The overall ambience of the music reminds me a little of the electronica of Klaus Schulze. There’s a similar powerful evocation of vast and terrifying soundscapes. In the song “Daimonica,” I very much like the way the haunting and oppressive music blends with the grim signal motif, “Is there someone inside you?” In “The Gates of Deep Darkness” the ominous martial nature of the music provides a real chill, as of some impending apocalypse.
– Mark Samuels
Intricate, haunting and complex pieces of music, richly creative and inspiring.
– Tim Lebbon
Jill Tracy’s Diabolical Streak has been a favorite album of mine for the past decade — see the video above for one of the many reasons why — and in this 2009 interview for Tor.com, the always-mesmerizing Ms. Tracy explains some of the philosophical-aesthetic worldview that informs her lush world of musical darkness:
We all want to believe in magic. It keeps hope alive. Sometimes I feel that magic and the suspension of disbelief is the only thing that matters. I think that’s why my music resonates with people on such a deep level.
I was given the book The Mysterious World when I was a child and when I first opened it, there was a picture of spontaneous human combustion. I had never heard of such a thing in my life. There’s that wonderful old photograph of Dr. John Irving Bentley who suddenly burst into flame. There’s a bit of his leg, with his foot still in a slipper, his walker, and cinders everywhere. And I’d read about toads and frogs and blood raining from the sky. Or Count Saint Germain, who was recorded to have lived for hundreds of years. He said his secret to immortality was to eat oatmeal and wear velvet encrusted with gemstones. To this day, no one knows exactly who he was, where he came from and if indeed he was immortal.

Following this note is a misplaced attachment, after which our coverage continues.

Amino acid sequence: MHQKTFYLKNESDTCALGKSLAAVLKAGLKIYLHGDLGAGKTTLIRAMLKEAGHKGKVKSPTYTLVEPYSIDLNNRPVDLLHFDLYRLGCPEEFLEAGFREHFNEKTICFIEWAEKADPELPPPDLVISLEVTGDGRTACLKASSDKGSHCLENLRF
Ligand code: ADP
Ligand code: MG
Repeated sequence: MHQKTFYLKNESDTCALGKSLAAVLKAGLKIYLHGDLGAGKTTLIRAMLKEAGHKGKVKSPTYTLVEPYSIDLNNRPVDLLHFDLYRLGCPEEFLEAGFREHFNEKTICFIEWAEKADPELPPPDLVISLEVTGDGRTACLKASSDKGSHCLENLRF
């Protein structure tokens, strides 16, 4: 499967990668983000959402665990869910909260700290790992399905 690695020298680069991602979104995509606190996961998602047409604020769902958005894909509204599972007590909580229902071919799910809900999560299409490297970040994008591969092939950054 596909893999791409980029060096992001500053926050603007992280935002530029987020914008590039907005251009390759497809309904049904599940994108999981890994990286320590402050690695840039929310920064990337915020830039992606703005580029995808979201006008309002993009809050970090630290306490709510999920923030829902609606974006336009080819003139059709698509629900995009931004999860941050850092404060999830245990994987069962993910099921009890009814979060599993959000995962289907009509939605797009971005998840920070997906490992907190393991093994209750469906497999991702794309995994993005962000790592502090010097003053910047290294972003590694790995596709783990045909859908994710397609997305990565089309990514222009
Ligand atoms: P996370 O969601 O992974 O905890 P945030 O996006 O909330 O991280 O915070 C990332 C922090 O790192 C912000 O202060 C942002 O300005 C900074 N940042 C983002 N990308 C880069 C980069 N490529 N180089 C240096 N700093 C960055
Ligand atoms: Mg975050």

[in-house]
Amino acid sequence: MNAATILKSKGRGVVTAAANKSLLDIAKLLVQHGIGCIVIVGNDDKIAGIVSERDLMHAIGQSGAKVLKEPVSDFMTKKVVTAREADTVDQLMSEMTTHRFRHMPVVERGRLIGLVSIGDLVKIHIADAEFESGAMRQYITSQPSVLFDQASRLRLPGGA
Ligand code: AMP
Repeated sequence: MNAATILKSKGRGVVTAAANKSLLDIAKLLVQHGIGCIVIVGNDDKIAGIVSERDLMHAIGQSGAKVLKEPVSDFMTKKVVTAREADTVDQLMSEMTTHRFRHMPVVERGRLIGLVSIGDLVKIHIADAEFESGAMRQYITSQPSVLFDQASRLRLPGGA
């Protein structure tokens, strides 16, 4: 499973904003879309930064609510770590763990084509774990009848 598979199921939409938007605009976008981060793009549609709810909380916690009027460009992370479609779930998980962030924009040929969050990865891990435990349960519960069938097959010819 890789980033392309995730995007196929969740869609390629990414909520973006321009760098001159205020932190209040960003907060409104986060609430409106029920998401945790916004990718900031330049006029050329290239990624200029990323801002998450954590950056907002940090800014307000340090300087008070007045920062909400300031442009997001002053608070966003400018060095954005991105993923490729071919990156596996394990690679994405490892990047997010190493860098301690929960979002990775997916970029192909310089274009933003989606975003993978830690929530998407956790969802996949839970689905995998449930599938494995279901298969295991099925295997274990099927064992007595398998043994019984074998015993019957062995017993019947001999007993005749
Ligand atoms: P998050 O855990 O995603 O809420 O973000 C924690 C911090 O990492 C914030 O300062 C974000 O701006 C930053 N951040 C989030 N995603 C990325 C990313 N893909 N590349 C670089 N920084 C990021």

Unfortunately, these days of internet and technology have murdered “the legend.” That breaks my heart. Monsters, marvels, lore, and legend — these are the things that make us feel most alive. The most wonderful questions of all are the ones for which there are no answers. One of my favorite quotes is, “In the end, it is the mystery that prevails, never the explanation.” Sadly, the world has gotten to a point where everybody’s demanding an explanation. But after the info, they’re still bored and unfulfilled.
I think it’s my purpose to perpetuate the long-lost magic, allow people to slip into the cracks, to pry up the floorboards and search deeply. Believe. Imagine. It’s so important to hold on to that childlike sense of marvel.
In line with these sentiments, also see Ms. Tracy’s appearance as an interviewee in a recent, and excellent, in-depth article about Ouija boards and other spirit-communication devices, where she offers some perceptive observations about Victorian Spiritualism: